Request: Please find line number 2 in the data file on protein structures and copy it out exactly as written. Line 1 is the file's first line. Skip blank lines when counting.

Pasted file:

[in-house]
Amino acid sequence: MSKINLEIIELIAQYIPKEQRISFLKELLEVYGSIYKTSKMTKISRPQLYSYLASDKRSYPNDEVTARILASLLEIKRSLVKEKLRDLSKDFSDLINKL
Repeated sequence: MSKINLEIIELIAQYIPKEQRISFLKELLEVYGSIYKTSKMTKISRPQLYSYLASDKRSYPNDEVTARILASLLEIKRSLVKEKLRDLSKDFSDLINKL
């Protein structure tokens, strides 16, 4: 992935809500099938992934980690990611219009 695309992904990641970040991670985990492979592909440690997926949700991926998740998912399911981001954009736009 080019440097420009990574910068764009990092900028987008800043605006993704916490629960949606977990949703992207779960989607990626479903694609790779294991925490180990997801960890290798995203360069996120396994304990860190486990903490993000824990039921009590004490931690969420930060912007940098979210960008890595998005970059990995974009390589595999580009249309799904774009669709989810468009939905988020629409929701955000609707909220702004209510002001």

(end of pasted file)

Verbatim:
Amino acid sequence: MSKINLEIIELIAQYIPKEQRISFLKELLEVYGSIYKTSKMTKISRPQLYSYLASDKRSYPNDEVTARILASLLEIKRSLVKEKLRDLSKDFSDLINKL